For the first time, school districts statewide are being required to test their water supplies for lead under a new law that went into effect this year. It’s a huge endeavor that could mean further testing and expensive repairs if lead is discovered.
California’s water regulator paved the way for the increased use of recycled water on the same day it instituted new pesticide thresholds for a river on the central coast. The State Water Resources Control Board unanimously passed regulations that hold local water agencies accountable for the amount of pesticides that flow from agricultural operations into the Salinas River.
With health complaints continuing from Border Patrol agents who work the polluted areas of the Tijuana River Valley, the federal Customs and Border Protection agency is quietly trying to solve some of the problems of toxic sewage flows from Mexico — on its own.
In the wake of rising outcry in San Diego of cross-border flows of contaminated water, trash and sediment from Tijuana, Mexico is moving ahead with a series of short-term upgrades to Tijuana’s sewage collection and treatment system aimed at preventing such incidents, and responding with greater speed should they occur.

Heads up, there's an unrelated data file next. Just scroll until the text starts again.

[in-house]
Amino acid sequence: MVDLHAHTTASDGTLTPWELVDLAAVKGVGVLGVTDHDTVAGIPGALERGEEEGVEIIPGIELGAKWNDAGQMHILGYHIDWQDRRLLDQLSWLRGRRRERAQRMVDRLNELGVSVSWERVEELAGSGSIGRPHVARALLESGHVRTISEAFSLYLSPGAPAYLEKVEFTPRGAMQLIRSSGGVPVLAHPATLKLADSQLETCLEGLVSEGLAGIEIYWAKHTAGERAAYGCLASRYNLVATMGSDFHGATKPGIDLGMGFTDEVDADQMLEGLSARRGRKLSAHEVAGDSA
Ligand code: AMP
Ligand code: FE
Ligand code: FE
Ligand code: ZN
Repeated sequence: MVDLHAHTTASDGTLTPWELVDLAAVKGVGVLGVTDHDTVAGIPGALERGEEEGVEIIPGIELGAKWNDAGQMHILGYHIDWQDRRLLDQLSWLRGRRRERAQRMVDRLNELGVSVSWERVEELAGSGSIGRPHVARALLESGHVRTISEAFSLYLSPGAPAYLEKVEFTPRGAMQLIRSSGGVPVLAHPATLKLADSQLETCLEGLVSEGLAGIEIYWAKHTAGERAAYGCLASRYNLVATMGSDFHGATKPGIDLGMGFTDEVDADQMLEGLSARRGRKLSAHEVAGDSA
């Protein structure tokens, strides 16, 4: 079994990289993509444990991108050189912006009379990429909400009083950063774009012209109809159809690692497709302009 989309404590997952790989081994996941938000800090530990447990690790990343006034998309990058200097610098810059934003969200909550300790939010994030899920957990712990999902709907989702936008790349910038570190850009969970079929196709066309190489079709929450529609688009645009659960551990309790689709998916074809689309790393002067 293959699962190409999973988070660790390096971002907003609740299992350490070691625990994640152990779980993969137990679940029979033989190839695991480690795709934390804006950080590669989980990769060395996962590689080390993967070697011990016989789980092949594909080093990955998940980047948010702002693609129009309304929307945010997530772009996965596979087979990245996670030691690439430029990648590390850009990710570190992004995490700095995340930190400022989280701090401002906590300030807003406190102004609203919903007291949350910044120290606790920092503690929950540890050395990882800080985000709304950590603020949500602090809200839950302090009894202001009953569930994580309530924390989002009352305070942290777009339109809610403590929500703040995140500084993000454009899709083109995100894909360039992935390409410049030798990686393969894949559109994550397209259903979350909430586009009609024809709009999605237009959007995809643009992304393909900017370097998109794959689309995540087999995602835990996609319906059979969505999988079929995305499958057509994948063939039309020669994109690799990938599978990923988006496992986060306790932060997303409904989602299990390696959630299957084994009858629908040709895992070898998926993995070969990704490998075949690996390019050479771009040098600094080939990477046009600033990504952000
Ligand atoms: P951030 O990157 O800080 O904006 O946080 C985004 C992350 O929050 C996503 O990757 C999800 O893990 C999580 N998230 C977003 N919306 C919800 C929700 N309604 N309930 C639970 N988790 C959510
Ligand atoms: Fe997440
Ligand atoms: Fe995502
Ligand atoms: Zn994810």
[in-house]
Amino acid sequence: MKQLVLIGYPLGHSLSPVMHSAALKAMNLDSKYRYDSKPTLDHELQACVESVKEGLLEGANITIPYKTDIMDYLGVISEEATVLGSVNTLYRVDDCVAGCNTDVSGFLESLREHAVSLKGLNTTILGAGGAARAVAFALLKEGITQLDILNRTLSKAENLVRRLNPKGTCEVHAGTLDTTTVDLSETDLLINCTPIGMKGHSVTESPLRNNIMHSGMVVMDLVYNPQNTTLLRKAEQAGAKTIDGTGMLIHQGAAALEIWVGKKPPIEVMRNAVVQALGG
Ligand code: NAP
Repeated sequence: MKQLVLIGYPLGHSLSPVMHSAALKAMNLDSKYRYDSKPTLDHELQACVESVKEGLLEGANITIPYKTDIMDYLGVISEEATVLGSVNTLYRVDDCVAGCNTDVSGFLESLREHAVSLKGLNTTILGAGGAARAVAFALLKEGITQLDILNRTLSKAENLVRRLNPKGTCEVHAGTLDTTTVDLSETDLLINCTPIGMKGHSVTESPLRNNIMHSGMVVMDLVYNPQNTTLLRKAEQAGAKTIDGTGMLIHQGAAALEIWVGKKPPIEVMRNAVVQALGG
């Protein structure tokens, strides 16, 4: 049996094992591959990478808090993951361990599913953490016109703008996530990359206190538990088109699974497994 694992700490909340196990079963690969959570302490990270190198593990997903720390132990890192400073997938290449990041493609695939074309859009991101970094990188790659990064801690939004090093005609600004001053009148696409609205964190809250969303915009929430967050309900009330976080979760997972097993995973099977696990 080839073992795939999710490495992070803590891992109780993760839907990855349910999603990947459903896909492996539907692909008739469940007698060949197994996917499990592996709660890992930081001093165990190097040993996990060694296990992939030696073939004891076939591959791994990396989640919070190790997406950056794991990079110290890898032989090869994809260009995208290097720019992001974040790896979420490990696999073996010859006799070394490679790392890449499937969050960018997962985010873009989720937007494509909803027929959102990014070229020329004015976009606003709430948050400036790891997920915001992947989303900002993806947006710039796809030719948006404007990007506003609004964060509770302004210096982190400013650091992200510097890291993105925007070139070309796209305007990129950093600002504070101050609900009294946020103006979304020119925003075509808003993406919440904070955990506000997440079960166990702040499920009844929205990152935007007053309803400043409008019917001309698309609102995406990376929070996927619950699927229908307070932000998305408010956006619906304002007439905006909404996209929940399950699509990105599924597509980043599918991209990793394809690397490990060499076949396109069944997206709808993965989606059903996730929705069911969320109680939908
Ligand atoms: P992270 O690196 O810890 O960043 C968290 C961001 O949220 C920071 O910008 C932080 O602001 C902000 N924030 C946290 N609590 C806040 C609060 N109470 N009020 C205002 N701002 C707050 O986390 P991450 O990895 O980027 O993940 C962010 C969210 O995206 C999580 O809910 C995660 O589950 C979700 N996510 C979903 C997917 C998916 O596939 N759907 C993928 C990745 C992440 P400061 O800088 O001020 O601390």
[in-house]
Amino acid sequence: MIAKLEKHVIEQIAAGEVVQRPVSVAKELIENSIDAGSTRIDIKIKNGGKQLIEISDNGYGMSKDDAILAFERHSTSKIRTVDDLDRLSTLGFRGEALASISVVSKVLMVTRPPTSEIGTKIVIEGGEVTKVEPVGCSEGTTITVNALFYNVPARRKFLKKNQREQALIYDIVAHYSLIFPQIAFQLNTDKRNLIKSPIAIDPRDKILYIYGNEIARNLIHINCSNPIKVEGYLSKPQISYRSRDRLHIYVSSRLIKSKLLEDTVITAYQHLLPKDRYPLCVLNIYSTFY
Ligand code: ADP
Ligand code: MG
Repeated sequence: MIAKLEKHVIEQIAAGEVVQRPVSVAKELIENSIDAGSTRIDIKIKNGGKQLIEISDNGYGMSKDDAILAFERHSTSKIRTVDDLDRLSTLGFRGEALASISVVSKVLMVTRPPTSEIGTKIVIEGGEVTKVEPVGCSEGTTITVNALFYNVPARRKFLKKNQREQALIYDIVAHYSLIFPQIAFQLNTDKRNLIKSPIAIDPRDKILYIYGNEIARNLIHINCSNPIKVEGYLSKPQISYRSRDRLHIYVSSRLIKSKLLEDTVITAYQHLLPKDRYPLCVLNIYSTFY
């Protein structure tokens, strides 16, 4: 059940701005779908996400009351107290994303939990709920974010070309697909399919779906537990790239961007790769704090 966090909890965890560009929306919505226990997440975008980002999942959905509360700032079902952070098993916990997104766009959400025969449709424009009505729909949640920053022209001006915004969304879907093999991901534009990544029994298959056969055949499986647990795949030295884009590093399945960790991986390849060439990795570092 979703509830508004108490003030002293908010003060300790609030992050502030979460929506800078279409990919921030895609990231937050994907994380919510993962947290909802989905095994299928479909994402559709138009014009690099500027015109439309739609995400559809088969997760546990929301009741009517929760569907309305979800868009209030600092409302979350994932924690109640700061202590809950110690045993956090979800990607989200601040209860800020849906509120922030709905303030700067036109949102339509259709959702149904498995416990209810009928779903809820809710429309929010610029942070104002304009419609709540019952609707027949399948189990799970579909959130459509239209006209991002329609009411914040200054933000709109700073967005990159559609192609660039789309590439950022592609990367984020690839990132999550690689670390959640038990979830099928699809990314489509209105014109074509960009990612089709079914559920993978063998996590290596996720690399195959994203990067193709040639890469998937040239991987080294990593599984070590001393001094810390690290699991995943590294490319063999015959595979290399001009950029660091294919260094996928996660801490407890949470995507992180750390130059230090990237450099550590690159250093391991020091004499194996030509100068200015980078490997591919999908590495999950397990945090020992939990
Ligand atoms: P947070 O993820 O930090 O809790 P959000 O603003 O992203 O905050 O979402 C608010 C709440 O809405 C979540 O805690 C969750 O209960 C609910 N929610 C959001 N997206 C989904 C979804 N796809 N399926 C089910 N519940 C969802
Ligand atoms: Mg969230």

The Rural County Representatives of California (RCRC), of which Tulare, Merced, Mariposa, Madera and Tulare counties are members, recently endorsed a statewide water bond that appears headed to the November ballot (referred to as “the November water bond”). I [Tulare County Supervisor Kuyler Crocker] voted to support this proposal at a recent RCRC Board of Directors meeting because it recognizes the complex water problems many rural counties face.
Less than 1 percent of recent drinking water samples at California’s public schools showed elevated lead levels. But thousands more campuses still need to be tested, state officials said last week. A new law, AB 746, took effect in January requiring those tests at public schools over the next 16 months.
Washington state legislators want to do whatever they can to save water. As a result, the Washington State House of Representatives has passed ESHB 2327, a bill that would reduce plumbing flow rates below federal WaterSense levels. The state’s Senate is now considering the bill, with a vote expected soon.